Levels of wealth in a medieval society are at all times difficult to measure, and though Domesday has its value in this; as we have seen, it is made the more important by the fact that there is nothing in any way to take the place of the Domesday record before the lay subsidy returns of 1334, now at last in print, 1 even these telling us less than the earlier document can usually be made to do. However, it is at least clear that the most important characteristic of the English economy, in the thirteenth century through from the twelfth, was growth; not evenly sustained and not equally beneficial at every level of society, but a fact to be lived with all the same. It was swelling marketable surpluses on the land which financed the stone castles of the king and his magnates, which built the new monastic houses, and which found permanent and visible expression locally in the transformation of the parish church. It was to dispose of these surpluses, and in turn to encourage and create them, that the towns of England flourished and then multiplied.
Undoubtedly, the Normans played their part both in the foundation of new towns and in the enlargement of the old, using them, as they had done the castle and the monastery, very deliberately as instruments of colonization. But the great period of borough foundation, unconnected with the Normans, occurred rather later, in the century 1150 to 1250. And it was then, too, that urban communities in England most commonly acquired their precious identity in the law, further promoting their growth. Of urban institutions, it is enough here to say that they had achieved, within this period, substantial independence from the countryside, with valuable freedoms and specially tailored exemptions which helped develop the professionalization of trade. 2 Alongside this, the physical evidence, though less subtle, is considerably more dramatic. It shows us first the proliferation of trading communities, at just this time, with a claim to be described as 'towns'. And then, as excavations continue on urban sites throughout the country, it is beginning to establish for us, in a number of ways, the lines along which such growth may actually have occurred.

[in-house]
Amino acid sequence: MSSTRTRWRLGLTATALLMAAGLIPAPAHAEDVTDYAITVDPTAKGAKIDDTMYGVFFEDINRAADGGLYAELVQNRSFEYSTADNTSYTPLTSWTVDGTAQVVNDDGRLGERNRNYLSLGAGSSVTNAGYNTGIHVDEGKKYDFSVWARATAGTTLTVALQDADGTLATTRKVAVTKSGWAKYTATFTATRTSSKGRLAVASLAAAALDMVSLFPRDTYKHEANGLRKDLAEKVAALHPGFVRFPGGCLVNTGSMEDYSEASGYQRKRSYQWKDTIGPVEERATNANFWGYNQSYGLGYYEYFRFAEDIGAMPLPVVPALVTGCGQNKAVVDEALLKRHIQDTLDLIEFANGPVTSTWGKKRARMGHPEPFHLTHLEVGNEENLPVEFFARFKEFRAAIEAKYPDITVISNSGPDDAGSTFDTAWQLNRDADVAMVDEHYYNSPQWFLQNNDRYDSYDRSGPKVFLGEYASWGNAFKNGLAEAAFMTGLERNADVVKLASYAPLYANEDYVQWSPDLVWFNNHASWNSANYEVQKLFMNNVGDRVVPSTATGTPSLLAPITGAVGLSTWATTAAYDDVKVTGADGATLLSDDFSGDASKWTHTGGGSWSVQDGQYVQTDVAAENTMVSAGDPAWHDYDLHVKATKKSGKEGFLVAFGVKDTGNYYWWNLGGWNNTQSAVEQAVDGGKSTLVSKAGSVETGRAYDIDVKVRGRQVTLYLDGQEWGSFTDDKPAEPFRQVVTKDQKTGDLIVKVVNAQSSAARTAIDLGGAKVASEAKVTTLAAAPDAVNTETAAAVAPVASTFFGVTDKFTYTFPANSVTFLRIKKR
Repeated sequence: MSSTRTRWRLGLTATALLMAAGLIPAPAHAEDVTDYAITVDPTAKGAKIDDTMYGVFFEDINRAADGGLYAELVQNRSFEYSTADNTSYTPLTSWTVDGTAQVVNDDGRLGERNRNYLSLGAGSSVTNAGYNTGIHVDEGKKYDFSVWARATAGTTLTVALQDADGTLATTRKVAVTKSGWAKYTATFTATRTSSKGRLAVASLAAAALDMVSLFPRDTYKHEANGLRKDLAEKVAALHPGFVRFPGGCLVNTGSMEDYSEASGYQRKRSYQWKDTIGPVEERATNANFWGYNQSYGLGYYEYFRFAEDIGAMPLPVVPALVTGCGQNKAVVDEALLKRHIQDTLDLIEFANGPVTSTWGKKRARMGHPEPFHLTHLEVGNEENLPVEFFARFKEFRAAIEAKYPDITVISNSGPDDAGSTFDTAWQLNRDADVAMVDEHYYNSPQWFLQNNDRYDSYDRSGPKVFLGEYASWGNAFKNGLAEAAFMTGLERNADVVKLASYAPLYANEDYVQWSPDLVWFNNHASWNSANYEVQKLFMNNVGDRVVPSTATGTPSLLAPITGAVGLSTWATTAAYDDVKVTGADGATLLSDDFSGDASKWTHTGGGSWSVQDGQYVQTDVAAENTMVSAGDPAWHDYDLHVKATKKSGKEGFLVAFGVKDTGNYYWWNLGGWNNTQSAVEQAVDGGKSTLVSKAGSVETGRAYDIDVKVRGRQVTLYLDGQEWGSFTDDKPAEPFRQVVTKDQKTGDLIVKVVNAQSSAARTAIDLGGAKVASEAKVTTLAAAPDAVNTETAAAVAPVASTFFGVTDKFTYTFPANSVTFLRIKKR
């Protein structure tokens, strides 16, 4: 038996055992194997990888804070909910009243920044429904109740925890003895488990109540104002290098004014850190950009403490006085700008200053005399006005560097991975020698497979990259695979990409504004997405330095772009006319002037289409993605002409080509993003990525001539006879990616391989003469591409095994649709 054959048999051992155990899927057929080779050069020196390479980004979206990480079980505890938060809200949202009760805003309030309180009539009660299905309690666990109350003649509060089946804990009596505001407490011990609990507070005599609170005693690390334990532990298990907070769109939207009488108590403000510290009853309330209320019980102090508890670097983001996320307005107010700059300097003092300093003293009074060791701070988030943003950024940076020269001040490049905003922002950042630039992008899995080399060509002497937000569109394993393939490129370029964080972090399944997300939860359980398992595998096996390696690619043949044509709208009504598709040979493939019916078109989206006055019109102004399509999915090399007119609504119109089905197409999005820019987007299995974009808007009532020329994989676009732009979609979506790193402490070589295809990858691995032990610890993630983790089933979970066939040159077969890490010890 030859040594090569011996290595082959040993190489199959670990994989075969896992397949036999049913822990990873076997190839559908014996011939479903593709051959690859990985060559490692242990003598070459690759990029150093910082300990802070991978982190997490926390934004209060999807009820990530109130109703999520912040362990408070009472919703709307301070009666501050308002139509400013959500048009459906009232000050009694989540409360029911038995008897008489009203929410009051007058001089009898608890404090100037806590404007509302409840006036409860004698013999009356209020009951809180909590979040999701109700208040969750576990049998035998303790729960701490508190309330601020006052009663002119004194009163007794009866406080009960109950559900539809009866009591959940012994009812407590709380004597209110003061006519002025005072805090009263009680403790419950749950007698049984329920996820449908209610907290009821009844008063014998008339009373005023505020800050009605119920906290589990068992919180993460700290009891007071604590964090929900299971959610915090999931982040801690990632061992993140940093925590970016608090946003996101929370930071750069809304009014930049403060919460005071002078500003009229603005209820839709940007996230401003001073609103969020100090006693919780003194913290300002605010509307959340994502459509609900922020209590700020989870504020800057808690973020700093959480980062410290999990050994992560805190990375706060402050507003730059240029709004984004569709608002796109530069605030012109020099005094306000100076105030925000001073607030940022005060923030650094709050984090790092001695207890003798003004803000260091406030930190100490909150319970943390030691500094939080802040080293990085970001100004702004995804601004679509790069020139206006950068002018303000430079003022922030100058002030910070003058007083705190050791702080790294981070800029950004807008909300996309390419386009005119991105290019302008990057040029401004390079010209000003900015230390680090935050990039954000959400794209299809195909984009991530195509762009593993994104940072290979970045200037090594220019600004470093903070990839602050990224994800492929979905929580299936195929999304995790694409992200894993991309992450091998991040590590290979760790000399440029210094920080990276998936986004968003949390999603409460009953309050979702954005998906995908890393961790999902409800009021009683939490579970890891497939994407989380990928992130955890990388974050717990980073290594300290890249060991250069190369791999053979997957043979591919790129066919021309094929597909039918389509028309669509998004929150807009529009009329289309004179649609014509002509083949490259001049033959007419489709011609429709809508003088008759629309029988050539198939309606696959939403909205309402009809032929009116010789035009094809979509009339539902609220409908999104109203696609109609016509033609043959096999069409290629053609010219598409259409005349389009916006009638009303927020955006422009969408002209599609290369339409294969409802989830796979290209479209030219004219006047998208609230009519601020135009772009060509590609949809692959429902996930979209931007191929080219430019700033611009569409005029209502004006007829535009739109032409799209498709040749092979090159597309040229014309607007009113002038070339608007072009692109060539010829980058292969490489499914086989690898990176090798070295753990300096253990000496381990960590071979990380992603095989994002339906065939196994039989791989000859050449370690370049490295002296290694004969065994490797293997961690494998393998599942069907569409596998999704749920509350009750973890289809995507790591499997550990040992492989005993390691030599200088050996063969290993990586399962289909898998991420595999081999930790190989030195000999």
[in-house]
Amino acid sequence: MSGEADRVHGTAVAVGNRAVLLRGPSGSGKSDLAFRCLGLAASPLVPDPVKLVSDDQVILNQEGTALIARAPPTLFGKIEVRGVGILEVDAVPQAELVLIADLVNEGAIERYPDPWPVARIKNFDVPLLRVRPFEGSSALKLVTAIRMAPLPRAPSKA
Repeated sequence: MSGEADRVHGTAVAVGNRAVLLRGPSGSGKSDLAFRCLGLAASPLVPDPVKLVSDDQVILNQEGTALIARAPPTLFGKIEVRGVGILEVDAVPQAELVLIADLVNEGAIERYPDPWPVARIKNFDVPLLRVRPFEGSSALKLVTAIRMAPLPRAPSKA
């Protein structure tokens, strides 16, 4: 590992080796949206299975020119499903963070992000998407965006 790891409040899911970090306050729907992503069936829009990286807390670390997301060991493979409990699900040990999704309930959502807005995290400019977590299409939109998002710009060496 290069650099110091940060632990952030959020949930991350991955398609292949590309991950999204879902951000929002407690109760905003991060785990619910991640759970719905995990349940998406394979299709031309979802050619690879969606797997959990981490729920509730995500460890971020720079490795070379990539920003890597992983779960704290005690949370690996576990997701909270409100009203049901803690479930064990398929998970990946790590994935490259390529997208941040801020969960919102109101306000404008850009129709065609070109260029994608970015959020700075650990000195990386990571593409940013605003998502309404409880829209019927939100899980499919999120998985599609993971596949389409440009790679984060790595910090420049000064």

Few counties, perhaps, are likely to illustrate this proliferation of boroughs